Modern advertising is rather peculiar. If you pay close attention, you’ll realize that many of the commercials you come across don’t actually tell you much about the product that is being sold. The advertisement doesn’t present reasons or rational arguments as to why you should buy the product. Rather it appeals to our deep-seated emotions and desires.

It speaks to our universal longings to be loved, to have close and genuine connections, to be acknowledged, respected and to be authentic.

Let’s take a minute to look at this perfume commercial for Coeur Battant by Louis Vuitton.

Notice how the commercial doesn’t tell you much about the product being sold. What does it smell like? What is the price point? How does it compare to similar brands on the market?

Nonetheless, what the advertisement is conveying to the consumer is a certain image. An image of beauty, attractiveness and desirability from others – namely from other good looking men. With this perfume, and only with this perfume, one can surely achieve the confidence, recognition and status we’ve all desired. Right?

According to recent data, 46% of parents with children under 18 and 48% of those with existing credit card debt are willing to take on more debt in the 2020 Christmas holiday season.  What can explain our irrational behaviour as we wait in long lines to buy the newest products on the market or spend far beyond our means on stuff we cannot afford? Why are we never content with what we own?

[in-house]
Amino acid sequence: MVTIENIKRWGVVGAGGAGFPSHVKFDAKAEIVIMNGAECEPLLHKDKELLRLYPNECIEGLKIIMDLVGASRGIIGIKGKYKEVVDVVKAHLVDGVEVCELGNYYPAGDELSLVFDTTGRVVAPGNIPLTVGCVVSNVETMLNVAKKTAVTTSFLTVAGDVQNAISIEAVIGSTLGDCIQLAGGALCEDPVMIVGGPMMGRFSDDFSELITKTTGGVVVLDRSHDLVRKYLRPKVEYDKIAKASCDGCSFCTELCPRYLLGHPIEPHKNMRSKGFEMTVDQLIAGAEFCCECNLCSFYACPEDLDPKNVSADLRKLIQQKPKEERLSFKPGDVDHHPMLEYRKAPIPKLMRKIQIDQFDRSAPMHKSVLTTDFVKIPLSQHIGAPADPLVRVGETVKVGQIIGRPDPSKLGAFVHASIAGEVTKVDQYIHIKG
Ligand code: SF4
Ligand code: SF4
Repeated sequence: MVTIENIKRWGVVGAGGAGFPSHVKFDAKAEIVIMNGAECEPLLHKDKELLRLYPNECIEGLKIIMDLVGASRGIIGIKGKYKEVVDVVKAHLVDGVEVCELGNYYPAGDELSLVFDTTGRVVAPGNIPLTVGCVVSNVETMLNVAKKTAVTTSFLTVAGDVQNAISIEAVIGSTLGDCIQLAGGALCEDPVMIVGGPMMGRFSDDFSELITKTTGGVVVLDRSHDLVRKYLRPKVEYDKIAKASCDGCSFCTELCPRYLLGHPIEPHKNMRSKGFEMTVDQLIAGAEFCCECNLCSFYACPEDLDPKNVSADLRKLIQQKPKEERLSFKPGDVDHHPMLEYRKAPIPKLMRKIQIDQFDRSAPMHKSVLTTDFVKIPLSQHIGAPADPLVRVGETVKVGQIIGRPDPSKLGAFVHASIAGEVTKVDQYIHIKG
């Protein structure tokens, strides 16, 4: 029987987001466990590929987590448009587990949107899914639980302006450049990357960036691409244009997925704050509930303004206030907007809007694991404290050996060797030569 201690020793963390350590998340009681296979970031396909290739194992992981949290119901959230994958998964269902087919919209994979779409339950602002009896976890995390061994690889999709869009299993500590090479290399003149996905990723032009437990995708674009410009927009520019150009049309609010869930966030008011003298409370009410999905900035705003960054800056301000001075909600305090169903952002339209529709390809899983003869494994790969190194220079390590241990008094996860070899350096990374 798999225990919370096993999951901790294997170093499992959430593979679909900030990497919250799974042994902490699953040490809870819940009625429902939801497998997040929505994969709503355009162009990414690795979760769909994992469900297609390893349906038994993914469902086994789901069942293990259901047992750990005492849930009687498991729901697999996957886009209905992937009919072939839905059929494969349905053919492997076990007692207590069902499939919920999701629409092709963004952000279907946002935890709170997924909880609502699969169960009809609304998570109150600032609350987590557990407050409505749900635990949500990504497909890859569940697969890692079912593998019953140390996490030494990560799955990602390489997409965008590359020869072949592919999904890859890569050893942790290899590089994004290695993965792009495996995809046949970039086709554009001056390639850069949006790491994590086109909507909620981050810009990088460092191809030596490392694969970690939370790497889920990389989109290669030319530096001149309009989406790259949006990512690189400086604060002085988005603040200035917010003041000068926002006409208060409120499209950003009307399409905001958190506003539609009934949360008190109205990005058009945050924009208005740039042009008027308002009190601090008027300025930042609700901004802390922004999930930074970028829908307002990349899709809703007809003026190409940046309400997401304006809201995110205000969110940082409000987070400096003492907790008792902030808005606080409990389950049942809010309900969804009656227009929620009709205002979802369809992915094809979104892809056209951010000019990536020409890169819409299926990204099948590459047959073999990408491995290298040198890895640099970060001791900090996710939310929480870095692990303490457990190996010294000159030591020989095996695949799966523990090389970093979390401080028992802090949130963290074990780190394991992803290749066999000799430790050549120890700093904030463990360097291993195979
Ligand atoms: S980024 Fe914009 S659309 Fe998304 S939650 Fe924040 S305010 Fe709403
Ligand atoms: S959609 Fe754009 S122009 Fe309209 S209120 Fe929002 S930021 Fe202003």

What is actually being sold to us?

Maslow’s Hierarchy of Needs

To understand the intentions and messages behind modern advertising, we need to look at Abraham Maslow’s hierarchy of needs. At the bottom of the pyramid are our basic physiological needs such as food, shelter, clothing and at the top lies self-actualization. One must first satisfy their lower level needs before they begin working up the pyramid.

Maslow’s theory was that once we meet our basic we naturally aspire towards higher developmental needs such as: meaning, purpose, love, friendship etc. The crucial point made by Maslow was that there needs to be a healthy balance between our material, psychological and self-fulfillment needs. 

The famous Biblical passage suggesting that we “cannot live on bread alone” speaks exactly to this idea. Humans require more than just physiological nourishment and material things to truly thrive.

Maslow’s Hierarchy of Needs